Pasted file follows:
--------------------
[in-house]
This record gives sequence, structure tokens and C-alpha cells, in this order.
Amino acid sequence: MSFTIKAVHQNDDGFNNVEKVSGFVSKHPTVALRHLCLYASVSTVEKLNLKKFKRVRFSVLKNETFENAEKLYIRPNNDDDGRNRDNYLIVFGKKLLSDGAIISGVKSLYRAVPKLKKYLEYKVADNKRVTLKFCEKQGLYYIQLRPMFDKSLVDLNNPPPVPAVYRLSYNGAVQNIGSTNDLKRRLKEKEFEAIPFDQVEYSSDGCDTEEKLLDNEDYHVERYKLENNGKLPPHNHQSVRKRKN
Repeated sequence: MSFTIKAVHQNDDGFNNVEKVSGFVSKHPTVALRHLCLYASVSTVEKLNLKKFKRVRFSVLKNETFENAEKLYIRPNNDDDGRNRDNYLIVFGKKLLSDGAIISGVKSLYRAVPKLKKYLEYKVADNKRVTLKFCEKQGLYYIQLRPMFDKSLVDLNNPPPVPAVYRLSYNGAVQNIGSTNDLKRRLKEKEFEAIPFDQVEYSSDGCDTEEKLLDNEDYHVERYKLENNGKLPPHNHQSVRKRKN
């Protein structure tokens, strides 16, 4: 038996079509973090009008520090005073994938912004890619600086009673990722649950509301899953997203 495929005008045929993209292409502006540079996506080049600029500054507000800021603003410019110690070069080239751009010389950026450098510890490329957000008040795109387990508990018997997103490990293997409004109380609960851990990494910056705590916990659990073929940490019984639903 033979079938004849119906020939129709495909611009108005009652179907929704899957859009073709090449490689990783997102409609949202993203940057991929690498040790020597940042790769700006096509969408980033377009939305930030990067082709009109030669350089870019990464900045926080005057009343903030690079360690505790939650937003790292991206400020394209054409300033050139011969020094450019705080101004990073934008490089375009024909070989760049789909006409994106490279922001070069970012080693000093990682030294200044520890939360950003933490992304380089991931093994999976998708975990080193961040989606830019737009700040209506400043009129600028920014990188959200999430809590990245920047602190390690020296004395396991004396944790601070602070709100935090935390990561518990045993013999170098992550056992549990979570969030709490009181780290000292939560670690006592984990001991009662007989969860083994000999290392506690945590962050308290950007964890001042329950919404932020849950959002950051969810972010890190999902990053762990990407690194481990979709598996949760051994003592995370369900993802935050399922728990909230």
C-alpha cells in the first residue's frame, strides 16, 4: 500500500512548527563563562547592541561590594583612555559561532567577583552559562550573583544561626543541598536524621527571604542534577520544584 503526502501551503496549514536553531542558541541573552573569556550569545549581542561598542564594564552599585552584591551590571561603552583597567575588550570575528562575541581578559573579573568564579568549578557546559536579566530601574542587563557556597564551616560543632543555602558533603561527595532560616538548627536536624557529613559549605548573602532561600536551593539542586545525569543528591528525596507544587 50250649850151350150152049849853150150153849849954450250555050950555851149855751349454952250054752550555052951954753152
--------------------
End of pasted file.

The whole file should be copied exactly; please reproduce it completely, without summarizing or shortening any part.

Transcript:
[in-house]
This record gives sequence, structure tokens and C-alpha cells, in this order.
Amino acid sequence: MSFTIKAVHQNDDGFNNVEKVSGFVSKHPTVALRHLCLYASVSTVEKLNLKKFKRVRFSVLKNETFENAEKLYIRPNNDDDGRNRDNYLIVFGKKLLSDGAIISGVKSLYRAVPKLKKYLEYKVADNKRVTLKFCEKQGLYYIQLRPMFDKSLVDLNNPPPVPAVYRLSYNGAVQNIGSTNDLKRRLKEKEFEAIPFDQVEYSSDGCDTEEKLLDNEDYHVERYKLENNGKLPPHNHQSVRKRKN
Repeated sequence: MSFTIKAVHQNDDGFNNVEKVSGFVSKHPTVALRHLCLYASVSTVEKLNLKKFKRVRFSVLKNETFENAEKLYIRPNNDDDGRNRDNYLIVFGKKLLSDGAIISGVKSLYRAVPKLKKYLEYKVADNKRVTLKFCEKQGLYYIQLRPMFDKSLVDLNNPPPVPAVYRLSYNGAVQNIGSTNDLKRRLKEKEFEAIPFDQVEYSSDGCDTEEKLLDNEDYHVERYKLENNGKLPPHNHQSVRKRKN
């Protein structure tokens, strides 16, 4: 038996079509973090009008520090005073994938912004890619600086009673990722649950509301899953997203 495929005008045929993209292409502006540079996506080049600029500054507000800021603003410019110690070069080239751009010389950026450098510890490329957000008040795109387990508990018997997103490990293997409004109380609960851990990494910056705590916990659990073929940490019984639903 033979079938004849119906020939129709495909611009108005009652179907929704899957859009073709090449490689990783997102409609949202993203940057991929690498040790020597940042790769700006096509969408980033377009939305930030990067082709009109030669350089870019990464900045926080005057009343903030690079360690505790939650937003790292991206400020394209054409300033050139011969020094450019705080101004990073934008490089375009024909070989760049789909006409994106490279922001070069970012080693000093990682030294200044520890939360950003933490992304380089991931093994999976998708975990080193961040989606830019737009700040209506400043009129600028920014990188959200999430809590990245920047602190390690020296004395396991004396944790601070602070709100935090935390990561518990045993013999170098992550056992549990979570969030709490009181780290000292939560670690006592984990001991009662007989969860083994000999290392506690945590962050308290950007964890001042329950919404932020849950959002950051969810972010890190999902990053762990990407690194481990979709598996949760051994003592995370369900993802935050399922728990909230």
C-alpha cells in the first residue's frame, strides 16, 4: 500500500512548527563563562547592541561590594583612555559561532567577583552559562550573583544561626543541598536524621527571604542534577520544584 503526502501551503496549514536553531542558541541573552573569556550569545549581542561598542564594564552599585552584591551590571561603552583597567575588550570575528562575541581578559573579573568564579568549578557546559536579566530601574542587563557556597564551616560543632543555602558533603561527595532560616538548627536536624557529613559549605548573602532561600536551593539542586545525569543528591528525596507544587 50250649850151350150152049849853150150153849849954450250555050950555851149855751349454952250054752550555052951954753152